Convection and Heat Transfer

Heat transfer plays a primary role in the design of electronics cooling and Heating, Ventilating, and Air Conditioning (HVAC) systems. Heat transfer also plays an important role in many other applications, such as gas turbines, heat exchangers, brakes, and even people.

The flow of heat between hot and cold substances and objects in contact (e.g., a fluid and a solid) can be broken down into two distinct forms of convection.

Forced Convection

Forced convection is achieved by forcing a fluid to flow over a solid object and in so doing the fluid either transfers heat to the solid or absorbs heat from the solid. A good example of forced convection is in a desktop computer where fans force air over various heat-sinks in order to cool them.

Forced Convection Caedium CFD Simulation: Shows streamlines colored by temperatureForced Convection Caedium CFD Simulation: Shows streamlines colored by temperature

As an aside, heat sinks are another link in the transfer of heat, i.e., they conduct heat away from hot microchips via direct solid-to-solid contact.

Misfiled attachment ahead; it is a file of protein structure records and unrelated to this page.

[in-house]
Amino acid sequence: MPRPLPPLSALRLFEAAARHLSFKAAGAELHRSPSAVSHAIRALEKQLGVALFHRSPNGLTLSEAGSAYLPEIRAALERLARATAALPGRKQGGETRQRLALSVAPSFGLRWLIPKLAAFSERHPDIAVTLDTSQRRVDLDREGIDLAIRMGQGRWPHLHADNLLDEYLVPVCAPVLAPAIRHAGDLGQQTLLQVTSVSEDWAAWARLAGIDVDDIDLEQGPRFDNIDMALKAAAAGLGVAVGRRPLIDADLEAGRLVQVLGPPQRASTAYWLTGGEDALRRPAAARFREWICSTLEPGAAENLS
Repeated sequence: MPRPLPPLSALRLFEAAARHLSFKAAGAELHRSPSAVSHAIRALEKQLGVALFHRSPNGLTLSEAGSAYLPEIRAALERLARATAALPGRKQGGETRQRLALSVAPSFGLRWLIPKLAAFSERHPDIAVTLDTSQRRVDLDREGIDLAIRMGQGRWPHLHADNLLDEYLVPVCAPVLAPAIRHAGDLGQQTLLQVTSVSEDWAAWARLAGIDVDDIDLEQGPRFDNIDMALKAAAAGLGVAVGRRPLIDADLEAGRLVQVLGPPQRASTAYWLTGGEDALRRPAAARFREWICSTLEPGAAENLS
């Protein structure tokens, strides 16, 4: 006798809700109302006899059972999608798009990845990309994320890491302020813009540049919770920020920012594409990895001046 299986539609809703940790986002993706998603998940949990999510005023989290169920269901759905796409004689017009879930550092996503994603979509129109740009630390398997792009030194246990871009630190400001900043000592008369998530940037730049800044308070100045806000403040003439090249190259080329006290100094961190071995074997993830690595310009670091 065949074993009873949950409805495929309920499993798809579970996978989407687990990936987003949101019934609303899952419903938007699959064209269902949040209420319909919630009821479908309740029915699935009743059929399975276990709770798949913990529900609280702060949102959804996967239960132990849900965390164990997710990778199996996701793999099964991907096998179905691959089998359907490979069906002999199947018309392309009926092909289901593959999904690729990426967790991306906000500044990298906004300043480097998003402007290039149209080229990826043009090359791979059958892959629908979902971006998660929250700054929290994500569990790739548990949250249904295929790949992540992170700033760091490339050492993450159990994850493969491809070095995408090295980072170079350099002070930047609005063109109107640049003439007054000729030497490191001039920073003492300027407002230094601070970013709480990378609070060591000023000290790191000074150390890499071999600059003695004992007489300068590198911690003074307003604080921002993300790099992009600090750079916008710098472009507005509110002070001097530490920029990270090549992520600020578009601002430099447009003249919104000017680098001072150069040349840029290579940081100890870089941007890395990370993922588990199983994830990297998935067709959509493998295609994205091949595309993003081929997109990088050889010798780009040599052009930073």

Natural Convection

Natural convection relies on differences in fluid density (resulting in buoyancy forces) caused by temperature differences (gradients) to drive large-scale fluid motion. The effect of gravity acting on a fluid with different densities will cause the lighter (lower density) fluid to rise and the heavier (higher density) fluid to sink.

A good example of a heat/buoyancy-driven motion is the rise of a hot-air balloon. The hotter the air, the lighter it is relative to the surrounding air, which causes the balloon to rise.

Natural Convection Caedium CFD Simulation: Shows temperature iso-surfaces and velocity vectors

Natural convection is used in many home heating systems. Hot water is pumped around the house in pipes (forced convection). The pipes are covered with cooling vanes to maximize the surface area in contact with the surrounding air. The air that touches the cooling vanes heats up and rises due to buoyancy. The hot air then transfers its heat to cooler surfaces (e.g., windows, walls, ceilings) causing it to cool and sink, which sets up a steady circular motion ready for the air to be reheated.